Mike Blake | Reuters Migrant children, many of whom have been separated from their parents under the "zero tolerance" policy by the Trump administration, are being housed in tents next to the Mexican border in Tornillo, Texas, U.S. June 18, 2018.
The U.S. Navy is drafting plans to house up to 25,000 immigrants on its bases and other facilities, at an estimated cost of about $233 million over six months, as the Trump administration seeks to ease a mounting crisis on the Mexican border, a U.S. official said on Friday.
The Navy has not so far been asked to provide accommodation for migrants who have entered the United States illegally. The official, who asked not to be named, stressed that the draft memo, which looks at setting up housing on Navy airfields in Alabama, was for planning purposes only.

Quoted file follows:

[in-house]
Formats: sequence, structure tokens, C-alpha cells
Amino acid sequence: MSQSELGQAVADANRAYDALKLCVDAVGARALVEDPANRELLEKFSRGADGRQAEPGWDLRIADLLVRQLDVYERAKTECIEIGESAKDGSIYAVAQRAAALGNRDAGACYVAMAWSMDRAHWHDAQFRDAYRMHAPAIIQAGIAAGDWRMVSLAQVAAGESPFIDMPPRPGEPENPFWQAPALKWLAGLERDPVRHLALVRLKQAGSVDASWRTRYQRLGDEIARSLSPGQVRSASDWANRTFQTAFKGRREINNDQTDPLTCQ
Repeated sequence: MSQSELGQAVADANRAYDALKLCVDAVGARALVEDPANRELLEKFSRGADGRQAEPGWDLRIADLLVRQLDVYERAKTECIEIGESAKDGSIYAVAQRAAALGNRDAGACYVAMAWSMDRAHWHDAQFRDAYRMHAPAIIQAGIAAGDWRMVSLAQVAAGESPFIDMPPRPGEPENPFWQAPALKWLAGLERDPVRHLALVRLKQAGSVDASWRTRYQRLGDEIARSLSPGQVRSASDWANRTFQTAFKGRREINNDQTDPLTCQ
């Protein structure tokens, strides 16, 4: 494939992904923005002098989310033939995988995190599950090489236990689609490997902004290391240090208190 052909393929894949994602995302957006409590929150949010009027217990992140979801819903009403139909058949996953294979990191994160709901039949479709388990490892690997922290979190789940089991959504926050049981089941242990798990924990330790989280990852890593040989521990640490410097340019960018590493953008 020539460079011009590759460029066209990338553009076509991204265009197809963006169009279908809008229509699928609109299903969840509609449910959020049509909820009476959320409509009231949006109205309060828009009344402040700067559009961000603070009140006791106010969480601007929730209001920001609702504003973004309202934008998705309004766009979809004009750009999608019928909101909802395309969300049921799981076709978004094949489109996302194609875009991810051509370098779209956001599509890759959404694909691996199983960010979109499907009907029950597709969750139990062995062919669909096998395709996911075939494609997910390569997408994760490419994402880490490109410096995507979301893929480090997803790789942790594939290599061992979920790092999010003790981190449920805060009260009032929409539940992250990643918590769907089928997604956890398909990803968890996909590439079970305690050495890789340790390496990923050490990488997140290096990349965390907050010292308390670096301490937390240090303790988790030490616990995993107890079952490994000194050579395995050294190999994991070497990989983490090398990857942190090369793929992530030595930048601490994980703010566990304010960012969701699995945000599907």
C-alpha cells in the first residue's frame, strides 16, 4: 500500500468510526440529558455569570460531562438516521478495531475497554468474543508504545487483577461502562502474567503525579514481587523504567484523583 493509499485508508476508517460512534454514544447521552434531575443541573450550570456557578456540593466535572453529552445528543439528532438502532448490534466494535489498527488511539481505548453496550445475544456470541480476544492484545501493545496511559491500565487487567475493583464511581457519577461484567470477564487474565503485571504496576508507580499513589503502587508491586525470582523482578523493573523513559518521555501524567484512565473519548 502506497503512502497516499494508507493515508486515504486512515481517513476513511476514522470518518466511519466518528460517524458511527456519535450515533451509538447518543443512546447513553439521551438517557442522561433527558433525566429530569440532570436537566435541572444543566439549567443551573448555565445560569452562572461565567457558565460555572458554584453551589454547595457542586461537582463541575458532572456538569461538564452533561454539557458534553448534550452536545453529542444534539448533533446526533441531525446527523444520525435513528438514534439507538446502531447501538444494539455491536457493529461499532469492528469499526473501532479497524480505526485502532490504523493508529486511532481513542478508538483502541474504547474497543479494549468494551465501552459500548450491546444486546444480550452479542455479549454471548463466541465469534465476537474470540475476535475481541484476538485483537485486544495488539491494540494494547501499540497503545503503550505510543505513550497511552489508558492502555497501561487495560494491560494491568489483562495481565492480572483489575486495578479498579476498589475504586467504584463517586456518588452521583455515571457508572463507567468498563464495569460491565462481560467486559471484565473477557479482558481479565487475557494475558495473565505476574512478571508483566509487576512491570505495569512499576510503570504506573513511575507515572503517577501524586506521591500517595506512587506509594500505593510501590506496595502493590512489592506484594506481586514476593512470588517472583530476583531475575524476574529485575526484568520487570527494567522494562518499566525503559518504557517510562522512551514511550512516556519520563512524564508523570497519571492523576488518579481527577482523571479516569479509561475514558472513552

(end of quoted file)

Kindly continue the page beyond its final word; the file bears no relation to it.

The news was first reported by Time Magazine.
President Donald Trump is facing a public outcry over his policy of separating children from their migrant parents, with lawmakers struggling to get immigration legislation passed. The memo gives an early indication of how much Trump’s plan to house thousands of immigrants while they await trial under his "zero-tolerance" policy could cost.
The facilities, which could include tents, are described as "temporary and austere" in the memo, according to the official. It suggests the facilities be built for between six months and one year.
The official said the draft document, drawn up by Phyllis Bayer, the Assistant Secretary of the Navy for Energy, Installations and Environment, also says that a Navy base in California could house up to a further 47,000 people.
Asked about the plan, Pentagon spokesman Colonel Robert Manning said in a statement that the Department of Defense was "conducting prudent planning" and was looking nationwide at its installations in case it was asked for assistance in housing illegal immigrants.
The U.S. military said on Thursday it had been asked by the government to get ready to house up to 20,000 immigrant children. It said the government had already assessed three military bases in Texas and would review another in Arkansas.